Researchers identify priority targets for immunotherapy in epithelial ovarian cancer
Researchers at Roswell Park Cancer Institute (RPCI) have found that the expression pattern of a unique class of tumour-associated antigens, known as the MAGE cancer-testis antigens (CTAs), correlates with clinical outcome in epithelial ovarian cancer.
Based on their findings, the researchers have identified priority targets for ovarian cancer immunotherapy.
Epithelial ovarian cancer is the most lethal gynaecologic cancer in women and has a relapse rate of 85%.
“The MAGE family of proteins is part of a class of CTAs that may serve as a target for directed immunotherapy in ovarian cancer and other types of cancer,” said senior author Kunle Odunsi, MD, PhD, FRCOG, FACOG, M. Steven Piver Professor of Gynaecologic Oncology and Executive Director of the Center for Immunotherapy at RPCI.
“To achieve the important goal of tumour-directed immunity for ovarian cancer immunotherapy, it is critical to determine the extent to which this family of CTA molecules is expressed in these tumour cells.”
Dr Odunsi and his colleagues examined the expression pattern of five MAGE molecules using genetic and immunohistochemical screens in tissue samples of 400 patients with ovarian cancer.
They analysed immune responses by determining whether antibodies present in 285 serum samples recognised the same five molecules.
Their results revealed that aberrant expression of MAGE-A1 was present in 15% of epithelial ovarian cancers, expression of MAGE-A3 was present in 36%, expression of MAGE-A4 was present in 47%, expression of MAGE-A10 was present in 52%, and expression of MAGE-C1/CT7 was present in 16%.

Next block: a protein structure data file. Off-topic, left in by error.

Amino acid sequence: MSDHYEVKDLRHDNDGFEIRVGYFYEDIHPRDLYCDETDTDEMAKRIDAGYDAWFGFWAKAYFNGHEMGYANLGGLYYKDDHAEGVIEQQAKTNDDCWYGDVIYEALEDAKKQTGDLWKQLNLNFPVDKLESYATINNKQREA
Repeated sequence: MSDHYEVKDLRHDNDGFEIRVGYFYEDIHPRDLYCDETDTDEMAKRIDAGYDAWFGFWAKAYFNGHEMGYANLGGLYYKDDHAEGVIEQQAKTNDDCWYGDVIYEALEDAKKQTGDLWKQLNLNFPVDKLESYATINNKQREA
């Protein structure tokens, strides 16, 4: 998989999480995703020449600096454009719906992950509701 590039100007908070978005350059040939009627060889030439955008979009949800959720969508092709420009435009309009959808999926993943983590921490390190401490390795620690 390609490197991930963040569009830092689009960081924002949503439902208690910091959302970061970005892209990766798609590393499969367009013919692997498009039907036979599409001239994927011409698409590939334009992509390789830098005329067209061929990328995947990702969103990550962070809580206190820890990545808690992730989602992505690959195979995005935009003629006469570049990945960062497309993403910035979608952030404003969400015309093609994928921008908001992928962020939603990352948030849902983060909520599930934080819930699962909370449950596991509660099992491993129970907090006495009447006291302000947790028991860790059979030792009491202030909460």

“Approximately 78% of ovarian tumour tissue showed expression of at least one of these five CTAs,” Dr Odunsi said.
Researchers also noted strong co-expression of MAGE-A1 and MAGE-A4, MAGE-A1 and MAGE-C1, and MAGE-A4 and MAGE-A10.
MAGE-A1 and MAGE-A10 expression were associated with poor progression-free survival, while MAGE-C1/CT7 was associated with improved progression-free survival, although this improvement diminished with the co-expression of MAGE-A1 or MAGE-A10.
According to Dr Odunsi, these results suggest that MAGE-A1, MAGE-A10 and MAGE-C1 are possible prognostic factors for ovarian cancer.
In addition, “as MAGE-A4 exhibits a relatively high frequency of expression and appears to direct a major pattern of co-expression of other MAGE antigens, we also propose MAGE-A4 as a priority target for ovarian cancer immunotherapy,” he said.
RPCI researchers are also conducting clinical trials, including vaccination studies and adoptive cell therapy, using another CTA known as NY-ESO-1.
“Because not all ovarian tumours express NY-ESO-1, it is critical to identify other potential targets for immunotherapy,” Dr Odunsi noted.
“The current study supports the development of MAGE-directed immunotherapies to provide alternative modalities for patients whose tumours do not express NY-ESO-1 or whose responses against NY-ESO-1-expressing tumours are no longer sufficient.”
The RPCI Center for Immunotherapy is actively studying MAGE CTAs to translate the current laboratory findings into clinical studies with the goal of providing further treatment options to patients with ovarian cancer, as well as patients with other cancers that express MAGE molecules, including melanoma, breast cancer and lung cancer.
Source: Roswell Park Cancer Institute